EACH succeeding autumn, for years past, has found me in some range of mountains, camping, hunting, fishing, climbing, and taking views. The benefits I have derived from these expeditions, in the way of health, strength, and vigor, are incalculable, and the pleasures inexpressible. My last outing was in the Cascade Range, in Oregon and Washington Territory, where I spent a month in these delightful occupations ….
The Cascade Range of mountains extends from Southern Oregon through Washington Territory, away to the northward in British Columbia. In width, from east to west, it varies from fifty to one hundred miles. It is the most densely-timbered range on the continent, and yet is one of the highest and most rugged. It may not possess so many ragged, shapeless crags and dark cañons [canyons] as the Rocky Range, and yet everyone who has ever traversed both accords to the Cascades the distinction of being the equal, in picturesqueness and grandeur, of the Rockies, or, in fact, of any other range in the country.
As continental landmarks, Mounts Pitt, Union, Thielson, Jefferson, Hood, Adams, St Helens, Tacoma, Baker, Stuart, Chiam, Douglass, and others are unsurpassed. Their hoary crests tower to such majestic heights as to be visible, in some instances, hundreds of miles, and their many glaciers feed mighty rivers upon whose bosoms the commerce of nations is borne. Mount Jefferson is 9,020 feet high; Mount Adams, 9,570; Mount St Helens, 9,750; Mount Baker, 10,800, Mount Hood, 11,025, and Mount Tacoma, 14,444. There are many other peaks that rise to altitudes of 7,000 to 9,000 feet, and from these figures one may readily form something of an idea of the general height and beauty of the Cascade Range.
The foot-hills are generally high, rolling, and picturesque, and so heavily timbered that in many places one cannot see a hundred yards in any direction. Higher up the range, however, this heavy timber is replaced by smaller trees, that stand farther apart, and the growth of underbrush is not so dense; consequently, the labor of travel is lightened and the range of vision is extended. The geological formation in the Cascades is varied. Igneous rock abounds; extensive basaltic cliffs and large bodies of granite, limestone, sandstone, etc, are frequently met with, and nearly all the table-lands, in and about the foot-hills, are composed of gravel drift, covered with vegetable mold. The Cascades may be explored with comfort later in the fall than the Rockies or other more eastern ranges, the winter setting in on the former much later than on the latter, although the winter rains usually come in November. September and October are the most pleasant months for an outing in the Cascades.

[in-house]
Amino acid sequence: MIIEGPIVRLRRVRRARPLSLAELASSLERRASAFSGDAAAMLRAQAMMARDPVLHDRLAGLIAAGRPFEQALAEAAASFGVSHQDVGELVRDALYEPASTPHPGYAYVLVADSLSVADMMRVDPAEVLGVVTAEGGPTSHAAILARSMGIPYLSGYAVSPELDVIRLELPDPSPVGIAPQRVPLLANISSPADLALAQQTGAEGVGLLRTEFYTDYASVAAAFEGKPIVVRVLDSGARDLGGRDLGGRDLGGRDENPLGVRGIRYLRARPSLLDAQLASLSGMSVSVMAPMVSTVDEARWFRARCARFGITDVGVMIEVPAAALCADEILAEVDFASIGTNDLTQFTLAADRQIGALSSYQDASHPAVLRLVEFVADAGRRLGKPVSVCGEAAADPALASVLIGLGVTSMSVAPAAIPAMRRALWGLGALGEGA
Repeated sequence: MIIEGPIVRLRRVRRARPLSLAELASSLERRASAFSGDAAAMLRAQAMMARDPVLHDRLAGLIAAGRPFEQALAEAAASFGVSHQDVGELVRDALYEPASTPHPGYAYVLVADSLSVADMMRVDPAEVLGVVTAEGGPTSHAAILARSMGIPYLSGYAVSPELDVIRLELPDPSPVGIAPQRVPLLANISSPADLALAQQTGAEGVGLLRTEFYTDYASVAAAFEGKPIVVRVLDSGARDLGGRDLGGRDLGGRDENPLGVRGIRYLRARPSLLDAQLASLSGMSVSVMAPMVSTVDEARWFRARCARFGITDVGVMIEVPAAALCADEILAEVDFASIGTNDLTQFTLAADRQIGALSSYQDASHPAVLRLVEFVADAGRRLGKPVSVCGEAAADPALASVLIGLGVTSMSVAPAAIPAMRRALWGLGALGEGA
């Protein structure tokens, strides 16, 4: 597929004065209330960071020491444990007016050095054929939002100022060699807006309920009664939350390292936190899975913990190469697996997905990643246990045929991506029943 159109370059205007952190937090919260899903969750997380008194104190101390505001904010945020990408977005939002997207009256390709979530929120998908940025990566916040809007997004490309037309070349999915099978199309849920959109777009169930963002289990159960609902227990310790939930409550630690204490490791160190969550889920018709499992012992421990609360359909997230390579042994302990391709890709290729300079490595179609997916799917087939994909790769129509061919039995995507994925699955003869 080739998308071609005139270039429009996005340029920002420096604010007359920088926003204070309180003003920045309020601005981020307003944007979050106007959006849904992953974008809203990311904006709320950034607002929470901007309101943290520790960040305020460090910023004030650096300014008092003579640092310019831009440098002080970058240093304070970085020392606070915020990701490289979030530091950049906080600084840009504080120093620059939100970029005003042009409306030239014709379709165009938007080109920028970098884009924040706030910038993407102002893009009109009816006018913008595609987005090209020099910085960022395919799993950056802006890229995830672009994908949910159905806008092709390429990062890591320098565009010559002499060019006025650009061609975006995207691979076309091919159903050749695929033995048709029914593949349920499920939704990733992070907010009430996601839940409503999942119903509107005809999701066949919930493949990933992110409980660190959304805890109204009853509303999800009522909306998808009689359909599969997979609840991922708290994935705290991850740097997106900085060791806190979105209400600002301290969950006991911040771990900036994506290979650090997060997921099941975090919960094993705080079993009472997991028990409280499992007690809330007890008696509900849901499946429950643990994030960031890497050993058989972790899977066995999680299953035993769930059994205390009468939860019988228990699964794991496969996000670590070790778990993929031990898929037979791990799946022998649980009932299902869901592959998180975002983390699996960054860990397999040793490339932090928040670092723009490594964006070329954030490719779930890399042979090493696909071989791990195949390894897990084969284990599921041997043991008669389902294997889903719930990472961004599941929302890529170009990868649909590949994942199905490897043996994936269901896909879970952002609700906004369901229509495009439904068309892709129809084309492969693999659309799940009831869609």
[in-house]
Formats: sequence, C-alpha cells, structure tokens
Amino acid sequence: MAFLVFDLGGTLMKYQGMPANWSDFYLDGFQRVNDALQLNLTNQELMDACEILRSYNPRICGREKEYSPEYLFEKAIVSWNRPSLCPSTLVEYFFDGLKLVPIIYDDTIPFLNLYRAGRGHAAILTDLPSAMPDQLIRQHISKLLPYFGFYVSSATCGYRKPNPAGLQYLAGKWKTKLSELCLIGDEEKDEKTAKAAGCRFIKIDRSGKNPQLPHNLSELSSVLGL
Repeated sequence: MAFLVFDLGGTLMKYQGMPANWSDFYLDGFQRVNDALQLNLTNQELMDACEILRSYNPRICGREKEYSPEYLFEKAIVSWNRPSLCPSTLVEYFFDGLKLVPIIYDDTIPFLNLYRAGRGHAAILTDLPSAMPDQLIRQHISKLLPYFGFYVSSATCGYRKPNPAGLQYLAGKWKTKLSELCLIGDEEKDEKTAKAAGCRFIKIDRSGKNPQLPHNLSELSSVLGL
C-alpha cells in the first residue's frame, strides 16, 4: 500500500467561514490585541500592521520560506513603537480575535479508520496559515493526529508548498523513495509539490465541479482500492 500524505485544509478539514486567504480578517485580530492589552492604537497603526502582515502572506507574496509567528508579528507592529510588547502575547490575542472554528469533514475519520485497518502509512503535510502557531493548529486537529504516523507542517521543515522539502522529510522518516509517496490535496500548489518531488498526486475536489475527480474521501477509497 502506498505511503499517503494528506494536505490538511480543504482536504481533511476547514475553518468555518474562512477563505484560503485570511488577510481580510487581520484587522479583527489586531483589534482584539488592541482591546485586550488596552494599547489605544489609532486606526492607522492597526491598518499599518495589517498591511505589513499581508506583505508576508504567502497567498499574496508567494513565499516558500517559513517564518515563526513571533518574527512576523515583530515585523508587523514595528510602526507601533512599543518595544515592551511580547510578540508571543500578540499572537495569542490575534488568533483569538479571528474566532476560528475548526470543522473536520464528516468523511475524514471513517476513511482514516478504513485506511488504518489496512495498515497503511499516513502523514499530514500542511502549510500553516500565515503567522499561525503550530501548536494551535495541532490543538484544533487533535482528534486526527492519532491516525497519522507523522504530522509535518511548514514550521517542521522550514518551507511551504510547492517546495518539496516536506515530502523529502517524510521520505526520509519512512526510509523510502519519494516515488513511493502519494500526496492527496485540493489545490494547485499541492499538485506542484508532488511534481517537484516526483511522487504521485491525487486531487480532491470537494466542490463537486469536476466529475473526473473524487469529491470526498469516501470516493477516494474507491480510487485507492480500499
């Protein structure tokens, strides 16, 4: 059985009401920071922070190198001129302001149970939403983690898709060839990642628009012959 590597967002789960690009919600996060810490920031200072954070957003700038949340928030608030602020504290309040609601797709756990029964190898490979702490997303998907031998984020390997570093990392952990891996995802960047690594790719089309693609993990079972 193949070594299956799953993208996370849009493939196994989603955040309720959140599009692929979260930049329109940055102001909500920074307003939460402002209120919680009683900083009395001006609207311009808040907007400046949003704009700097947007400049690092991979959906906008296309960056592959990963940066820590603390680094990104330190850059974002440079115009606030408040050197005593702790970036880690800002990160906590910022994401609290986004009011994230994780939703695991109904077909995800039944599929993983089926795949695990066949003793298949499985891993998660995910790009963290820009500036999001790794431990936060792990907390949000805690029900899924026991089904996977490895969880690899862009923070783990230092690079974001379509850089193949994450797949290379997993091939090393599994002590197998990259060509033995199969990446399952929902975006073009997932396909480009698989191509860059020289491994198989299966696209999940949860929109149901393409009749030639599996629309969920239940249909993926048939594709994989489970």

It was late in October when my wife and I started from Chicago for a tour of a month among the bristling peaks of the Cascades and the picturesque islands of Puget Sound. A pleasant ride of fifteen hours on the Wisconsin Central Railroad to St Paul, and another of three days and nights on the grand old Northern Pacific, brought us face to face with the glittering crests and beetling cliffs that were the objects of our pilgrimage. As the tourist goes west, the first view of the range is obtained at the Dalles of the Columbia River, from whence old Mount Hood, thirty-five miles distant, rears its majestic head high into the ethereal vault of heaven, and neighboring peaks, of lesser magnitude, unfold themselves to the enraptured vision …. No one can know how beautiful some of these towers and cliffs are until he has seen them.
The train arrived at Portland, that old and far-famed metropolis of the North Pacific coast, at half past ten o’clock in the morning, and after twenty-four hours pleasantly spent in viewing its many points of interest and the snow-covered mountains thereabouts, we again boarded the Northern Pacific train and sped toward Tacoma, where we arrived at six o’clock in the evening. Here we passed another day in looking over a booming Western city, whose future prosperity and greatness have been assured by its having been chosen as the tidewater terminus of the Northern Pacific Railway.